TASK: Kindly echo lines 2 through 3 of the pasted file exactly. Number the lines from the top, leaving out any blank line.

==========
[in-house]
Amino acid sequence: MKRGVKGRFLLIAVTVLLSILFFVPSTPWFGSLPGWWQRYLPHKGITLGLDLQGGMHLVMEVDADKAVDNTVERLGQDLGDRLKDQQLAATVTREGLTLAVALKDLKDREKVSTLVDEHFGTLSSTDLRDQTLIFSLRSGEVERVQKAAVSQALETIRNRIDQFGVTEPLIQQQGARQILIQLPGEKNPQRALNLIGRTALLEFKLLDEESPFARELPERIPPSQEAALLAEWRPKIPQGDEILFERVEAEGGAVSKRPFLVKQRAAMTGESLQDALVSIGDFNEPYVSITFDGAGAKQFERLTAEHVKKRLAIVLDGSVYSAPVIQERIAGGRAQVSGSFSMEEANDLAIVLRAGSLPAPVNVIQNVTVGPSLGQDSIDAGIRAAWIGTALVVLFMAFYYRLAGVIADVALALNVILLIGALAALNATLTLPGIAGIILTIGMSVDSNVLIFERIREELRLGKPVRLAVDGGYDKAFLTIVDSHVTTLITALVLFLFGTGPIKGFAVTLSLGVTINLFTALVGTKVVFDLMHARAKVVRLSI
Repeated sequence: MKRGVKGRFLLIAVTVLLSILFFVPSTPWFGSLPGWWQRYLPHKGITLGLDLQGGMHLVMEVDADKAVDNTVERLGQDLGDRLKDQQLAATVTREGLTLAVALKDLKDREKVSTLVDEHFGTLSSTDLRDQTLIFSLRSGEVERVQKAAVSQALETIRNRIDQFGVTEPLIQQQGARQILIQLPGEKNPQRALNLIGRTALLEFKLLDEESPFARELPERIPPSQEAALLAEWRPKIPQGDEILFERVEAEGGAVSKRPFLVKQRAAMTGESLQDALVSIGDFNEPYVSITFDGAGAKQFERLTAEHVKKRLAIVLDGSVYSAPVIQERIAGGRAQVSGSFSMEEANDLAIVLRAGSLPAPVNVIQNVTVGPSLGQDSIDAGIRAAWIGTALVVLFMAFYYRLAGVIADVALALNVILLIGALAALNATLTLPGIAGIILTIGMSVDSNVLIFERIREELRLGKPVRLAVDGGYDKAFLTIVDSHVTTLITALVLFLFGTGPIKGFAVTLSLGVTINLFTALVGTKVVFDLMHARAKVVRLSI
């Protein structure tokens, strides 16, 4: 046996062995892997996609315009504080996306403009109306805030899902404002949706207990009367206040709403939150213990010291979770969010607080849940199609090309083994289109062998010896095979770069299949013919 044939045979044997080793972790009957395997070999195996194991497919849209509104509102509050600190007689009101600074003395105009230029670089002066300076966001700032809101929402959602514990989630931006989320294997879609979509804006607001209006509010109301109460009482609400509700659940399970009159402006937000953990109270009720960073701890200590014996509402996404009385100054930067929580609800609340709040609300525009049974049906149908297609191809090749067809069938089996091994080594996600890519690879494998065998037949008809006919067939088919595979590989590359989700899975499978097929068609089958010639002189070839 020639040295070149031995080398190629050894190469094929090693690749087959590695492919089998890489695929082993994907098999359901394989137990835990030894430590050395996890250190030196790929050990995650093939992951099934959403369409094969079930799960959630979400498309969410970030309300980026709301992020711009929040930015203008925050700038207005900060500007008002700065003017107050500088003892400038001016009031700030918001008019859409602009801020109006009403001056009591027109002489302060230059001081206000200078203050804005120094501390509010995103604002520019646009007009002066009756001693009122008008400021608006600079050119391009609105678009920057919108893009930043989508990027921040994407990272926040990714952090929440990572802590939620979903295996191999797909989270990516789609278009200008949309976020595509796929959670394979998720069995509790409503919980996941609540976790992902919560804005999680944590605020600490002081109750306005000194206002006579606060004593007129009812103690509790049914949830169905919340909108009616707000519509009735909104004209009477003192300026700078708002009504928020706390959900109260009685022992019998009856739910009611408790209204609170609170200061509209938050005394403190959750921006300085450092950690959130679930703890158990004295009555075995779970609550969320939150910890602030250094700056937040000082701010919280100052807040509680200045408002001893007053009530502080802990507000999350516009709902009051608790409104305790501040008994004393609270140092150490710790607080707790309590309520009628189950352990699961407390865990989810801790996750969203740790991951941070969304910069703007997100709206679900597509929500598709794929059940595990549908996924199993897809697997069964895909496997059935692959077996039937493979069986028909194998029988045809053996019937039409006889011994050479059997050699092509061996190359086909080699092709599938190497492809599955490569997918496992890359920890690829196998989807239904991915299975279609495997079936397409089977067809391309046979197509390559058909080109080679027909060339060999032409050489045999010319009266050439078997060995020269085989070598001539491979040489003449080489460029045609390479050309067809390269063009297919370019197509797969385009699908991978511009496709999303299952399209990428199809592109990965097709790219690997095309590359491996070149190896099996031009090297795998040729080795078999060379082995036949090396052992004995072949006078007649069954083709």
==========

Amino acid sequence: MKRGVKGRFLLIAVTVLLSILFFVPSTPWFGSLPGWWQRYLPHKGITLGLDLQGGMHLVMEVDADKAVDNTVERLGQDLGDRLKDQQLAATVTREGLTLAVALKDLKDREKVSTLVDEHFGTLSSTDLRDQTLIFSLRSGEVERVQKAAVSQALETIRNRIDQFGVTEPLIQQQGARQILIQLPGEKNPQRALNLIGRTALLEFKLLDEESPFARELPERIPPSQEAALLAEWRPKIPQGDEILFERVEAEGGAVSKRPFLVKQRAAMTGESLQDALVSIGDFNEPYVSITFDGAGAKQFERLTAEHVKKRLAIVLDGSVYSAPVIQERIAGGRAQVSGSFSMEEANDLAIVLRAGSLPAPVNVIQNVTVGPSLGQDSIDAGIRAAWIGTALVVLFMAFYYRLAGVIADVALALNVILLIGALAALNATLTLPGIAGIILTIGMSVDSNVLIFERIREELRLGKPVRLAVDGGYDKAFLTIVDSHVTTLITALVLFLFGTGPIKGFAVTLSLGVTINLFTALVGTKVVFDLMHARAKVVRLSI
Repeated sequence: MKRGVKGRFLLIAVTVLLSILFFVPSTPWFGSLPGWWQRYLPHKGITLGLDLQGGMHLVMEVDADKAVDNTVERLGQDLGDRLKDQQLAATVTREGLTLAVALKDLKDREKVSTLVDEHFGTLSSTDLRDQTLIFSLRSGEVERVQKAAVSQALETIRNRIDQFGVTEPLIQQQGARQILIQLPGEKNPQRALNLIGRTALLEFKLLDEESPFARELPERIPPSQEAALLAEWRPKIPQGDEILFERVEAEGGAVSKRPFLVKQRAAMTGESLQDALVSIGDFNEPYVSITFDGAGAKQFERLTAEHVKKRLAIVLDGSVYSAPVIQERIAGGRAQVSGSFSMEEANDLAIVLRAGSLPAPVNVIQNVTVGPSLGQDSIDAGIRAAWIGTALVVLFMAFYYRLAGVIADVALALNVILLIGALAALNATLTLPGIAGIILTIGMSVDSNVLIFERIREELRLGKPVRLAVDGGYDKAFLTIVDSHVTTLITALVLFLFGTGPIKGFAVTLSLGVTINLFTALVGTKVVFDLMHARAKVVRLSI